Historian won't reveal quite all of his secrets

DELI MAN

November 25, 1991|By Jacques Kelly

Jerry Tucker refused Gourmet Magazine his recipe for chopped chicken liver.

"There are some secrets I'll keep," the 84-year-old historian of Baltimore's delis said recently.

Tucker retired several years ago from the now-defunct Pimlico Hotel. The former deli counterman seems to know about every platter of white fish and corned beef sold in Baltimore in the last 60 years.

He worked at the great Jewish delicatessens. He knew the owners, their personalities and the people who patronized them. He also knows good food and isn't afraid to make his opinions known.

Tucker, whose first name is Jerome but who is known universally as Jerry, grew up in Worcester, Mass., and started work as a boy at his father's successful ice cream shop and soda fountain. "I had to stand on a box to reach the counter," he said.

He arrived in Baltimore about 1924.

Tucker was a good worker and before long he was a partner (49 percent) in a deli at Franklin Street and Park Avenue, in later years the Cove Restaurant, and, more recently, the location of Our Daily Bread soup kitchen.

When this business venture didn't pan out, he tried again with Jerry's Delicatessen and Luncheonette at 214 E. Lexington St. Then the Depression did him in. He lost his business so he decided to go to work for other people.

He credits his time spent at Leon Lapides' delicatessen as earning his advanced degree in pickles, sandwiches and slaw. The shop faced Park Circle, a convergence point where busy streetcar lines served Park Heights Avenue and Reisterstown Road.

"I worked a double shift and slept in the apartment upstairs," Tucker said.

His next move was downtown, to Howard and Clay streets, to Awrach and Perl's, a delicatessen with five floors and a thriving clientele of shoppers who also liked the place's grocery line of fancy foods. Unusual for delicatessens, it also had a liquor license.

"I used to wait on H.L. Mencken. He came in for his imported German Christmas cookies. We got them by the barrel. . . . It was wild on Thursdays and Saturdays, the big shopping days. The hot dogs really sold here. It was like Coney Island," Tucker said.

"What food there was in downtown Baltimore then. It was at its peak. There was Baum's Restaurant on Saratoga Street, Schellhase's, the Virginia Dare, the Lord Baltimore [Hotel's] Oak Room, the Southern Hotel and Miller Brothers. Miller's was the place for food.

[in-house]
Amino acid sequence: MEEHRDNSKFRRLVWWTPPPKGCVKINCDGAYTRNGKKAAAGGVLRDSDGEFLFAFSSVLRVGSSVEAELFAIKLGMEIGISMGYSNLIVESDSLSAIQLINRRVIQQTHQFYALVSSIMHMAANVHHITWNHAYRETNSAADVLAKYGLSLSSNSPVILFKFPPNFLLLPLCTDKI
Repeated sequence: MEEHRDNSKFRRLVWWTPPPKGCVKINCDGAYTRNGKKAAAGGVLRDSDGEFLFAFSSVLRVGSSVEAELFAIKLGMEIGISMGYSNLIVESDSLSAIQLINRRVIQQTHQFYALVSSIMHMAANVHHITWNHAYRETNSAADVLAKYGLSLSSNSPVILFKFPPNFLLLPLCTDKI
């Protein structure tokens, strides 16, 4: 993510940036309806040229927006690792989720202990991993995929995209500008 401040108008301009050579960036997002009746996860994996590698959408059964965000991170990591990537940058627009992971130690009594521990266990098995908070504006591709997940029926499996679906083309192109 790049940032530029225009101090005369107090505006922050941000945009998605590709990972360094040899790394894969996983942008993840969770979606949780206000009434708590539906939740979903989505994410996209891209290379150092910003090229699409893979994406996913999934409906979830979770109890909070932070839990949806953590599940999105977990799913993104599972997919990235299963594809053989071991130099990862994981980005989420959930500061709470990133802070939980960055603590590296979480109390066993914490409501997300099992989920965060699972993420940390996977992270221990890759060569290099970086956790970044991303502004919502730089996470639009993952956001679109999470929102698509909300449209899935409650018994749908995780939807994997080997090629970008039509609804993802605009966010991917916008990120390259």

"And there were just eight tables at Maxim's, on Howard near Centre. It was very continental," he said.

By World War II, Tucker was working long shifts at Sussman and Lev's, a Kosher deli and bakery in the 900 block of E. Baltimore St.

"I didn't have a car then and I was living in Forest Park. That made for a long streetcar ride. I couldn't take it. I was making $70 a week but decided to got to Nate's and Leon's, where they offered me $55 at first."

By that time, Nate's and Leon's, which was establishing itself as Baltimore's premiere delicatessen, was "always awake." It remained open around the clock.

"They threw the key away," Tucker said.

This social institution, in the 800 block of W. North Ave. near Linden Avenue, bustled with chattering patrons who congregated at all hours of the day and night. It was bedlam with corned beef on the side.

"It was the liveliest place in town, the crossroads of Baltimore," Tucker said. "People, big shots, politicians, doctors, entertainers, the elite who lived in the apartments overlooking Druid Lake. [Department store owner] Max Hochschild came down in his car for his white fish.

"Nate's and Leon's was modeled after Leon and Eddie's in New York. Leon Shavitz was the brains behind the operation. He was one of the smartest restaurant people I ever knew. He was a real deli man," Tucker said.

Nate's and Leon's had its own bakery, presided over by a German named Henry Hoefges. His strawberry short cake, layered with whipped cream, cake and berries, was legendary as were his Napoleons and eclairs.

The rye bread served here was from the Pariser Bakery on Pennsylvania Avenue. The big sellers were the corned beef and the sturgeon, if you could afford it.

Tucker was one of the original workers at Nate's and Leon's who was drafted to open the Pimlico Hotel (Park Heights Avenue, near the race track) as a restaurant. He made all the salads, the Russian, green goddess and Bleu cheese dressings and the cocktail sauce. He could also skin and bone a white fish faster than you can say Jerry Tucker.

He also devised his own chopped chicken liver, one of the many house specialties at the Pimlico. Its fame spread.

"Gourmet Magazine wanted my recipe. I asked what it paid and I was told nothing. I didn't give up the recipe," Tucker said.

Only a stroke stopped Tucker's work at the Pimlico.

As for his energy, he credited the one food item he ate in the kitchen: "Two scoops of vanilla ice cream, one scoop of coffee, a raw egg, some milk, a banana and a squirt of chocolate syrup, all in the milk shaker. I ate it for lunch and breakfast. I'll be 85 soon."

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